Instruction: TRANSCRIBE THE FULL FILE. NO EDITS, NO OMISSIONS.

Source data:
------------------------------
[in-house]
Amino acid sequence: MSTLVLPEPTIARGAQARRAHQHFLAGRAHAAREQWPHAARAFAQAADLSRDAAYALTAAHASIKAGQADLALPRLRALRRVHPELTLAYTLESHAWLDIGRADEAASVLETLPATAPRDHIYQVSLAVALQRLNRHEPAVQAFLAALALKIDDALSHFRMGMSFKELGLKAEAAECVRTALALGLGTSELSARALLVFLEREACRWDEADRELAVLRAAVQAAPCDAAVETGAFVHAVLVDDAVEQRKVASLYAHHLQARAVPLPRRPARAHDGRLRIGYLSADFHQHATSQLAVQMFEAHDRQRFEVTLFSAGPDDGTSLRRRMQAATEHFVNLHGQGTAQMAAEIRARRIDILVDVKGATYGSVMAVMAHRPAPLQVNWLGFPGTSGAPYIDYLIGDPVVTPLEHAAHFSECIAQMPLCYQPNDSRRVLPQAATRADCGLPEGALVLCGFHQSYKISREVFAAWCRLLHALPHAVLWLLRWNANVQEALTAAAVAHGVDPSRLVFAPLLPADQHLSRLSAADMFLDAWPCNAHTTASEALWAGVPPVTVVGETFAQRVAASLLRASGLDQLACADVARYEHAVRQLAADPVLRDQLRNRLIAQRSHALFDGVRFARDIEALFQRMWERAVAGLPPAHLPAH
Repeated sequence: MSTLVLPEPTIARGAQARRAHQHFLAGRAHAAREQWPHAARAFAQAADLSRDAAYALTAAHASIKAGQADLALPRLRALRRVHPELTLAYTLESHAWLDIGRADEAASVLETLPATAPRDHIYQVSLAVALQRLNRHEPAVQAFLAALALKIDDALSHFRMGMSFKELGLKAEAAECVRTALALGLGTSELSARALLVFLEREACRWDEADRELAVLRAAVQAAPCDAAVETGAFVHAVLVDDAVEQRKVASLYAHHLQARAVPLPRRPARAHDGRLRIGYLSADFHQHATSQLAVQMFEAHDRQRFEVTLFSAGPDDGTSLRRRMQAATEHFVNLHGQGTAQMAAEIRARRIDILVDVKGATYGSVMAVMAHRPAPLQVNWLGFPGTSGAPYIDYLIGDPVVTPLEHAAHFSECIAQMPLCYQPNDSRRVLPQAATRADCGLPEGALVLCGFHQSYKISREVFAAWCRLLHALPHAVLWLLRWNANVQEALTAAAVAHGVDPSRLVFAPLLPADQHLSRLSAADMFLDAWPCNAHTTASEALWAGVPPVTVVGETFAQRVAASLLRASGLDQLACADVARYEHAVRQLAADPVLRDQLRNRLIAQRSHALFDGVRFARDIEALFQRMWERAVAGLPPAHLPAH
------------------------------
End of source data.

[in-house]
Amino acid sequence: MSTLVLPEPTIARGAQARRAHQHFLAGRAHAAREQWPHAARAFAQAADLSRDAAYALTAAHASIKAGQADLALPRLRALRRVHPELTLAYTLESHAWLDIGRADEAASVLETLPATAPRDHIYQVSLAVALQRLNRHEPAVQAFLAALALKIDDALSHFRMGMSFKELGLKAEAAECVRTALALGLGTSELSARALLVFLEREACRWDEADRELAVLRAAVQAAPCDAAVETGAFVHAVLVDDAVEQRKVASLYAHHLQARAVPLPRRPARAHDGRLRIGYLSADFHQHATSQLAVQMFEAHDRQRFEVTLFSAGPDDGTSLRRRMQAATEHFVNLHGQGTAQMAAEIRARRIDILVDVKGATYGSVMAVMAHRPAPLQVNWLGFPGTSGAPYIDYLIGDPVVTPLEHAAHFSECIAQMPLCYQPNDSRRVLPQAATRADCGLPEGALVLCGFHQSYKISREVFAAWCRLLHALPHAVLWLLRWNANVQEALTAAAVAHGVDPSRLVFAPLLPADQHLSRLSAADMFLDAWPCNAHTTASEALWAGVPPVTVVGETFAQRVAASLLRASGLDQLACADVARYEHAVRQLAADPVLRDQLRNRLIAQRSHALFDGVRFARDIEALFQRMWERAVAGLPPAHLPAH
Repeated sequence: MSTLVLPEPTIARGAQARRAHQHFLAGRAHAAREQWPHAARAFAQAADLSRDAAYALTAAHASIKAGQADLALPRLRALRRVHPELTLAYTLESHAWLDIGRADEAASVLETLPATAPRDHIYQVSLAVALQRLNRHEPAVQAFLAALALKIDDALSHFRMGMSFKELGLKAEAAECVRTALALGLGTSELSARALLVFLEREACRWDEADRELAVLRAAVQAAPCDAAVETGAFVHAVLVDDAVEQRKVASLYAHHLQARAVPLPRRPARAHDGRLRIGYLSADFHQHATSQLAVQMFEAHDRQRFEVTLFSAGPDDGTSLRRRMQAATEHFVNLHGQGTAQMAAEIRARRIDILVDVKGATYGSVMAVMAHRPAPLQVNWLGFPGTSGAPYIDYLIGDPVVTPLEHAAHFSECIAQMPLCYQPNDSRRVLPQAATRADCGLPEGALVLCGFHQSYKISREVFAAWCRLLHALPHAVLWLLRWNANVQEALTAAAVAHGVDPSRLVFAPLLPADQHLSRLSAADMFLDAWPCNAHTTASEALWAGVPPVTVVGETFAQRVAASLLRASGLDQLACADVARYEHAVRQLAADPVLRDQLRNRLIAQRSHALFDGVRFARDIEALFQRMWERAVAGLPPAHLPAH